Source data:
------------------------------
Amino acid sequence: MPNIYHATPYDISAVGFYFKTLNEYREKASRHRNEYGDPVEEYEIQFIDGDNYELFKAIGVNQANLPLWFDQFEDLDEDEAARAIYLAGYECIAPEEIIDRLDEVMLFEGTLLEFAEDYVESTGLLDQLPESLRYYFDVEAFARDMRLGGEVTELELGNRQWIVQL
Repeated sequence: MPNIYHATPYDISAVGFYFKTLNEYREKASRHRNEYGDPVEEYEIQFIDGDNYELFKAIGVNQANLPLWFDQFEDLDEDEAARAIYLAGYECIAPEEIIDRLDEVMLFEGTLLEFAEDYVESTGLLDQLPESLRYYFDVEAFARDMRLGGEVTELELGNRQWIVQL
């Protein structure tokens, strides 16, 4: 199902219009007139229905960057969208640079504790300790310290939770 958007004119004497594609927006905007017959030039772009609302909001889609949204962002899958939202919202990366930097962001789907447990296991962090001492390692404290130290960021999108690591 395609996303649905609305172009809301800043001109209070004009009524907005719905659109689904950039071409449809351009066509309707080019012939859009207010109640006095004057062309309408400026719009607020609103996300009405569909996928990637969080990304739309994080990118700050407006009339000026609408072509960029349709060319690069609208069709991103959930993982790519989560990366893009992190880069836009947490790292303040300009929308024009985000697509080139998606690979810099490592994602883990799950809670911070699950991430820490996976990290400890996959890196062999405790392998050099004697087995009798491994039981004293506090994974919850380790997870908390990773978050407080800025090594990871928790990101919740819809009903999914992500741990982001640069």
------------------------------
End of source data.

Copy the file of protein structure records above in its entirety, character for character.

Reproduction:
Amino acid sequence: MPNIYHATPYDISAVGFYFKTLNEYREKASRHRNEYGDPVEEYEIQFIDGDNYELFKAIGVNQANLPLWFDQFEDLDEDEAARAIYLAGYECIAPEEIIDRLDEVMLFEGTLLEFAEDYVESTGLLDQLPESLRYYFDVEAFARDMRLGGEVTELELGNRQWIVQL
Repeated sequence: MPNIYHATPYDISAVGFYFKTLNEYREKASRHRNEYGDPVEEYEIQFIDGDNYELFKAIGVNQANLPLWFDQFEDLDEDEAARAIYLAGYECIAPEEIIDRLDEVMLFEGTLLEFAEDYVESTGLLDQLPESLRYYFDVEAFARDMRLGGEVTELELGNRQWIVQL
């Protein structure tokens, strides 16, 4: 199902219009007139229905960057969208640079504790300790310290939770 958007004119004497594609927006905007017959030039772009609302909001889609949204962002899958939202919202990366930097962001789907447990296991962090001492390692404290130290960021999108690591 395609996303649905609305172009809301800043001109209070004009009524907005719905659109689904950039071409449809351009066509309707080019012939859009207010109640006095004057062309309408400026719009607020609103996300009405569909996928990637969080990304739309994080990118700050407006009339000026609408072509960029349709060319690069609208069709991103959930993982790519989560990366893009992190880069836009947490790292303040300009929308024009985000697509080139998606690979810099490592994602883990799950809670911070699950991430820490996976990290400890996959890196062999405790392998050099004697087995009798491994039981004293506090994974919850380790997870908390990773978050407080800025090594990871928790990101919740819809009903999914992500741990982001640069």